As Grayson Perry has observed, “most people want to fit in with their tribe in some way or another, so they give off signals, whether it’s with their clothes, their behavior, their car, their whatever, and gain status . . . and the signals are an unconscious display of who you are and where you want to be.” But let’s be honest, at its fundamental level, a lot of our consumption of ‘culture’ in today’s society is about status as much as it is delight in creativity. We all participate in and consume culture and we hope that our accumulation of knowledge, behaviours and skills will demonstrate our cultural competence and so our standing in society. It’s subtle and causes great anxiety amongst the white middle classes.
You may have read that Felicity Huffman, a highly successful American actress pleaded guilty this week to taking part in a bribery scheme to get her daughter into a prestigious US university. Her efforts to increase her own status and her daughter’s social and cultural capital led her to break the law. Being smart, getting the grades, it isn’t enough when social and cultural capital is at stake.
This demonstrates the disturbing power, and inequality inherent in cultural capital. In Britain, the value placed on culture, as a society, is still heavily steeped in the white Western tradition. Though we celebrate our multi-cultural society, our value system is still playing catch-up. If it were a game, you’d score more points for going to see an exhibition or opera in London than you would an outdoor film screening in a park near your home. But what if you were in that film? What if the film celebrated your recognised talent as a kathak dancer, and your skills had been passed down through generations in your family?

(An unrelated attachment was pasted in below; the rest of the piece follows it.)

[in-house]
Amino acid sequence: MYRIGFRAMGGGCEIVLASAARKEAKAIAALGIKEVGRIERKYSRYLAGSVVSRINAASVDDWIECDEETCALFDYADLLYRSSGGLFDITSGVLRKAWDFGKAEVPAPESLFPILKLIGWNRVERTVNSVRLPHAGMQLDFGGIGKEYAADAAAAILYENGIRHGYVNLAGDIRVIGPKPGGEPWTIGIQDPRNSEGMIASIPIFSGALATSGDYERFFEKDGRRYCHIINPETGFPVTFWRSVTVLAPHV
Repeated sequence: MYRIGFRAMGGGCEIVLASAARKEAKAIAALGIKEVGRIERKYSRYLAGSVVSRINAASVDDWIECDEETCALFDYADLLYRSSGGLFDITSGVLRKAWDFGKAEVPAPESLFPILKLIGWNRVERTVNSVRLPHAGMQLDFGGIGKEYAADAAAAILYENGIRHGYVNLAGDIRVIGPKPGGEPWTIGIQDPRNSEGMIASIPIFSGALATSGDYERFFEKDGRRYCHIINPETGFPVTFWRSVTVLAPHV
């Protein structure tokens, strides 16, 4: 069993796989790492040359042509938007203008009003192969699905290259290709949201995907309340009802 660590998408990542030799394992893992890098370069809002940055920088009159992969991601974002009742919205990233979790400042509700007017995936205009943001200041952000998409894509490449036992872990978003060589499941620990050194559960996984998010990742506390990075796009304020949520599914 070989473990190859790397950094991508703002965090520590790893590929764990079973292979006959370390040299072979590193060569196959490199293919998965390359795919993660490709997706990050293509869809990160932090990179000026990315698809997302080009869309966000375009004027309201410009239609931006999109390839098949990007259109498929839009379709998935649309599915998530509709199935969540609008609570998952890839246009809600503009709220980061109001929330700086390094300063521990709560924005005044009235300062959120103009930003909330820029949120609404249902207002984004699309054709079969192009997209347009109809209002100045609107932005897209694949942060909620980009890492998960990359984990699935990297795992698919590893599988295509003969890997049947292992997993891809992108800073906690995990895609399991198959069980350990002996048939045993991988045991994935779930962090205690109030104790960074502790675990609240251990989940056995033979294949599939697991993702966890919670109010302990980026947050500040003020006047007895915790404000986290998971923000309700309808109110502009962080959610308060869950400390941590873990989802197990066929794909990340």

Over the next two years, we will be exploring these questions in a dialogue between artists and residents of Queen’s Park, Bedford. At the Venice Biennale this year, the world’s most celebrated international art event, Ghana has burst onto the scene with its own national pavilion, designed by David Adjaye. Adjaye commented, “that Ghana’s cultural capital in the world is not being celebrated.” The same could be said for many of the different cultures within Britain.
Annie Bacon, Creative Producer
Image: Cat Lane 2018